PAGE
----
Following last night's evisceration of the Pirates*, the eight teams entering the Divisional Series round are set. As I commented in my postseason preview:
I am a sucker for small-market, low-payroll teams. This year, only three teams made the postseason with payrolls below the major league median of $95.8 million: The Royals ($89.3 million), the A's ($74.9 million), and the Pirates ($71.5 million). Those three teams were 17th, 26th, and 27th in total payroll.Now the A's are gone and the Pirates are gone. Kansas City's up against the team with the best record in the American League, the Los Angeles Angels, so the Royals may be gone soon as well. Here's a list of this year's payrolls (I threw in attendance, number of All-Stars, and average game time for fun), with playoff teams highlighted:
|Tm||Attendance||#A-S||Est. Payroll ▾||Time|
A few observations:
- I'll bet you most people don't know that the Yankees were not the highest-paid team this year.
- Money can't buy me love: Spending a lot on payroll does not guarantee success. Two of the five highest-spending clubs, and three of the top eight, were last-place teams.
- That being said, every team except Kansas City had an above-median payroll. Of the 30 major league teams, every playoff team was in the top 17 for payroll.
- I look at some of those teams on the bottom and think, Man, it's almost impossible for them to compete year after year. Cleveland, Tampa Bay, Oakland, Pittsburgh--real smart front offices, stuck in divisions with teams with seemingly unlimited financial resources.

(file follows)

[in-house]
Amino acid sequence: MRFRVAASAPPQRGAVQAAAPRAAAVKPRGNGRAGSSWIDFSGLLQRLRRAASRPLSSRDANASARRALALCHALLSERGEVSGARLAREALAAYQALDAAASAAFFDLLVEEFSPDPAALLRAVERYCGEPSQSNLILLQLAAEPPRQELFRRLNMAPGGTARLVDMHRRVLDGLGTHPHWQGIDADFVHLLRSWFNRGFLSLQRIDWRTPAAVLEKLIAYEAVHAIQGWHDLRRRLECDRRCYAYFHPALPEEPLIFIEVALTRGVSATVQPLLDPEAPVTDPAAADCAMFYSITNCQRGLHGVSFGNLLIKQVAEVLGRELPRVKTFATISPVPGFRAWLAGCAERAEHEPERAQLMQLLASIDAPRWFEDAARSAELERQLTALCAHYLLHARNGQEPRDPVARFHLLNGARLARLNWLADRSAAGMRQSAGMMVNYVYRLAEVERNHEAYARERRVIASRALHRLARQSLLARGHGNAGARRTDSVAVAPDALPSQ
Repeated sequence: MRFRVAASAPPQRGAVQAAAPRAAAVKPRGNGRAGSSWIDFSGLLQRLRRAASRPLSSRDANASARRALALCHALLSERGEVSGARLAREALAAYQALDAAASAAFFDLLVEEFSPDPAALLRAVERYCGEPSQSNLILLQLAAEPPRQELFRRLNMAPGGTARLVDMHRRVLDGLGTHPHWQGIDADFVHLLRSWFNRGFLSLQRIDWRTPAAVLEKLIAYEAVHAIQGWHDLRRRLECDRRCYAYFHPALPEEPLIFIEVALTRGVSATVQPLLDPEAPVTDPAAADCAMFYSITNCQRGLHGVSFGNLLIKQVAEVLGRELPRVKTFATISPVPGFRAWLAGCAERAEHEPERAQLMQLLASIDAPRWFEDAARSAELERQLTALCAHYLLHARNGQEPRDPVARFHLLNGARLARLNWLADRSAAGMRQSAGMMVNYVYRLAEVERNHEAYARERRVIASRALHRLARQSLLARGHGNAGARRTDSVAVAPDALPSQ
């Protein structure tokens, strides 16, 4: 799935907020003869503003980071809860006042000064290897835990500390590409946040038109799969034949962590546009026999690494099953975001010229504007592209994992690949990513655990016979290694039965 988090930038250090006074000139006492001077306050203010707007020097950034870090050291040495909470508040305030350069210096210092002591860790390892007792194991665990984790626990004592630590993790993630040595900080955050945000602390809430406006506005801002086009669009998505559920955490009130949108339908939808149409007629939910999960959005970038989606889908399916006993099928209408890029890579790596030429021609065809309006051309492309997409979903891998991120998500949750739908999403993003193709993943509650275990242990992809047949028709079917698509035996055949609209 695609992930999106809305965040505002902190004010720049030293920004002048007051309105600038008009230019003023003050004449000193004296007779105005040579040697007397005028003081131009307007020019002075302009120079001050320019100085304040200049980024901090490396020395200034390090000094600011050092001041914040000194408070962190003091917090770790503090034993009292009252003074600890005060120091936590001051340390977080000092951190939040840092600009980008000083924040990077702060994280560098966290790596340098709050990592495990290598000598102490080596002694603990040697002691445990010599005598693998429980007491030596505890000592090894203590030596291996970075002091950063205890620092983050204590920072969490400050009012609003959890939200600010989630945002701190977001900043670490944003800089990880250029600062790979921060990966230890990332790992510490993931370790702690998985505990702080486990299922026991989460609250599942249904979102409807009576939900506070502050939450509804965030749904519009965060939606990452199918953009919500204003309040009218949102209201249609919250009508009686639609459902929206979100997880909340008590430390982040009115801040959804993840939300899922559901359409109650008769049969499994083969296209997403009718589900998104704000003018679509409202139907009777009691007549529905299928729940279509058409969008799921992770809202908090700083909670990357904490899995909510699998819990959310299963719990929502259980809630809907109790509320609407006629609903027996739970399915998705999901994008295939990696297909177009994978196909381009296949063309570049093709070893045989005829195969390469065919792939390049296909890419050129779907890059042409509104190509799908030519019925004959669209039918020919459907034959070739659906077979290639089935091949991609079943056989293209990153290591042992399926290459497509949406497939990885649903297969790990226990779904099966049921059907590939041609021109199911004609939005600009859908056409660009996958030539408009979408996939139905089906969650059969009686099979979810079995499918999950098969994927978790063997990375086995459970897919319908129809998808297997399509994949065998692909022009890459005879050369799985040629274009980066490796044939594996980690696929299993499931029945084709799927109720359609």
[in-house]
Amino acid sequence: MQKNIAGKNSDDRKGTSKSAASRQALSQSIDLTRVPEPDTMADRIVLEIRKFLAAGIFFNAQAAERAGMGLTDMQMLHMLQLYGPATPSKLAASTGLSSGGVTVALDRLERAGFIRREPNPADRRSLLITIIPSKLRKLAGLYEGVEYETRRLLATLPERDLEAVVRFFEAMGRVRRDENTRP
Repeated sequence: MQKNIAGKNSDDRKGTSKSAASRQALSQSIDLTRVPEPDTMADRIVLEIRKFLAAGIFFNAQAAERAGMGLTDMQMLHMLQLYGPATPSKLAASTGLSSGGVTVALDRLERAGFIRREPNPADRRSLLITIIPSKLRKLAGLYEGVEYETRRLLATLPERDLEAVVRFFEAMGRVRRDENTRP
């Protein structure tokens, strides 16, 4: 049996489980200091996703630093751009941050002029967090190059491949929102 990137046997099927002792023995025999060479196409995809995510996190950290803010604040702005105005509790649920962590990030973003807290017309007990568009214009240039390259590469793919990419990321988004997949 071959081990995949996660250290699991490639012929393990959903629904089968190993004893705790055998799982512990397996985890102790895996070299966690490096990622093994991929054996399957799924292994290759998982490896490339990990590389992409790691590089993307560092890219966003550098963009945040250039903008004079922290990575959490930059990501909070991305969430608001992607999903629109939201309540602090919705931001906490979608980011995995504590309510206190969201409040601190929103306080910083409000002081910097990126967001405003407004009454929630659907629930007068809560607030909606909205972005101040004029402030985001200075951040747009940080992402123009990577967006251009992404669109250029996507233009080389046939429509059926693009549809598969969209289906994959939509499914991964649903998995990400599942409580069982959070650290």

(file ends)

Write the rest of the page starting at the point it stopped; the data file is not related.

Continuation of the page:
- Colorado, Minnesota, the White Sox, San Diego, Miami: These teams are also payroll-constrained, and they lack the front office wiles of the teams listed above, at least of late.
- At some point, of course, the Mets, Cubs and Astros will vault into the high-payroll echelon, though it may take a change of ownership for the Madoff-tainted Metropolitans.
- About some of the teams still playing: Despite the ridiculous Pujols, Wilson, and Hamilton contracts, the Angels are only tenth in payroll. Detroit, the city, is bankrupt, but Detroit, the baseball team, sure isn't. The Cardinals are not, regardless of what they may claim, a small-market team. Well, they're small market in terms of the city of St. Louis, but not in terms of the ballclub.
Does this matter? Probably not. This isn't a case of the richest teams dominating the postseason, and baseball's annual champion has turned over more frequently than those of other sports. So there aren't money-fueled dynasties. But it sure would be nice to see a small-market, low-payroll team compete well into October.
*For a supremely entertaining review of the game, check out Sam Miller's article today at Baseball Prospectus. The article may be behind a paywall, but Miller's analysis alone is worth the subscription. He points out, among other things, that Giants starter Madison Bumgarner pitched a shutout, allowing four hits and one walk while striking out ten. That's the second time that's happened in the postseason. The other pitcher to have accomplished it is Sandy Koufax.